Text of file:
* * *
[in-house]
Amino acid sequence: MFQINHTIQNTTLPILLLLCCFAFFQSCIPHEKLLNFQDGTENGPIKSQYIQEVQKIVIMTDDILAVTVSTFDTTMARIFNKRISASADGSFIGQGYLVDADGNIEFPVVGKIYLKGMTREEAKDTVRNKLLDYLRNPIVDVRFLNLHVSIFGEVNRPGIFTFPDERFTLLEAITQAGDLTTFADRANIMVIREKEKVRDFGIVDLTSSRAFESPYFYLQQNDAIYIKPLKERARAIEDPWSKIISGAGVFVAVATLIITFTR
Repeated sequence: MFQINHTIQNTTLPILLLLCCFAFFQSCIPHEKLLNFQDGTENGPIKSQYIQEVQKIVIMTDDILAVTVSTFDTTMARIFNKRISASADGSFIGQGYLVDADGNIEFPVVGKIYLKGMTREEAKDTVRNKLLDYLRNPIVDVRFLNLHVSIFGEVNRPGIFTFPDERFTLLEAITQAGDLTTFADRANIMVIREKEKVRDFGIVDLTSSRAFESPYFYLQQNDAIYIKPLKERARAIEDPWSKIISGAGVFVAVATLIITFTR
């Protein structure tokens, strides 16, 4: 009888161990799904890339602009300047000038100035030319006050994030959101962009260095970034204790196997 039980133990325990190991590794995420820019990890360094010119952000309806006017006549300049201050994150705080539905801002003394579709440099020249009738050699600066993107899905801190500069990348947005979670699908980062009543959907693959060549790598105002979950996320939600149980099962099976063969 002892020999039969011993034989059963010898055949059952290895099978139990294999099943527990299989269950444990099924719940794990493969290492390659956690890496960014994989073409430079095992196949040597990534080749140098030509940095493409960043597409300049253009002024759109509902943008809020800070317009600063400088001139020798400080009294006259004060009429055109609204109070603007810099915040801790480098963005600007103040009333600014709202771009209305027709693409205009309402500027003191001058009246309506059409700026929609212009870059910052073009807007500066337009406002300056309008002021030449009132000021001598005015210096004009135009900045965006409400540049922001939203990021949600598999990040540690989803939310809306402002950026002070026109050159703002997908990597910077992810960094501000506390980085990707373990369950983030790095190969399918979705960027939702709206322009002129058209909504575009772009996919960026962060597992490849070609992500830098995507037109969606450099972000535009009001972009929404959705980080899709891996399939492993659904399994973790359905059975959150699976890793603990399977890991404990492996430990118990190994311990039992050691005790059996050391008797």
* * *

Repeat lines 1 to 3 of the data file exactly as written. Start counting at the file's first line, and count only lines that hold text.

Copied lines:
[in-house]
Amino acid sequence: MFQINHTIQNTTLPILLLLCCFAFFQSCIPHEKLLNFQDGTENGPIKSQYIQEVQKIVIMTDDILAVTVSTFDTTMARIFNKRISASADGSFIGQGYLVDADGNIEFPVVGKIYLKGMTREEAKDTVRNKLLDYLRNPIVDVRFLNLHVSIFGEVNRPGIFTFPDERFTLLEAITQAGDLTTFADRANIMVIREKEKVRDFGIVDLTSSRAFESPYFYLQQNDAIYIKPLKERARAIEDPWSKIISGAGVFVAVATLIITFTR
Repeated sequence: MFQINHTIQNTTLPILLLLCCFAFFQSCIPHEKLLNFQDGTENGPIKSQYIQEVQKIVIMTDDILAVTVSTFDTTMARIFNKRISASADGSFIGQGYLVDADGNIEFPVVGKIYLKGMTREEAKDTVRNKLLDYLRNPIVDVRFLNLHVSIFGEVNRPGIFTFPDERFTLLEAITQAGDLTTFADRANIMVIREKEKVRDFGIVDLTSSRAFESPYFYLQQNDAIYIKPLKERARAIEDPWSKIISGAGVFVAVATLIITFTR